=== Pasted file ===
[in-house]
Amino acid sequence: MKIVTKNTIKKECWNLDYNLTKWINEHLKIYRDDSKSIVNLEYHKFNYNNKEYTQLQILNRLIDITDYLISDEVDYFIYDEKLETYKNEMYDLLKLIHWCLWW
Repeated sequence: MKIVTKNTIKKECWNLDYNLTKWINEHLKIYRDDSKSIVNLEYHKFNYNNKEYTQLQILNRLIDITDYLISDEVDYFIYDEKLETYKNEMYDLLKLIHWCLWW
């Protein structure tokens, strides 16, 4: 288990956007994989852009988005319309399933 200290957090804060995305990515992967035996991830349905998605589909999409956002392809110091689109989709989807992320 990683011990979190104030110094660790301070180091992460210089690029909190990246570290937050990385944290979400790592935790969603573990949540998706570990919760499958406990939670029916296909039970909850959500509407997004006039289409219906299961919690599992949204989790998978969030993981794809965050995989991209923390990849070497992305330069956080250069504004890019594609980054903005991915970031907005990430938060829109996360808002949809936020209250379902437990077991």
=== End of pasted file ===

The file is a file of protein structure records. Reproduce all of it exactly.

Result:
[in-house]
Amino acid sequence: MKIVTKNTIKKECWNLDYNLTKWINEHLKIYRDDSKSIVNLEYHKFNYNNKEYTQLQILNRLIDITDYLISDEVDYFIYDEKLETYKNEMYDLLKLIHWCLWW
Repeated sequence: MKIVTKNTIKKECWNLDYNLTKWINEHLKIYRDDSKSIVNLEYHKFNYNNKEYTQLQILNRLIDITDYLISDEVDYFIYDEKLETYKNEMYDLLKLIHWCLWW
């Protein structure tokens, strides 16, 4: 288990956007994989852009988005319309399933 200290957090804060995305990515992967035996991830349905998605589909999409956002392809110091689109989709989807992320 990683011990979190104030110094660790301070180091992460210089690029909190990246570290937050990385944290979400790592935790969603573990949540998706570990919760499958406990939670029916296909039970909850959500509407997004006039289409219906299961919690599992949204989790998978969030993981794809965050995989991209923390990849070497992305330069956080250069504004890019594609980054903005991915970031907005990430938060829109996360808002949809936020209250379902437990077991």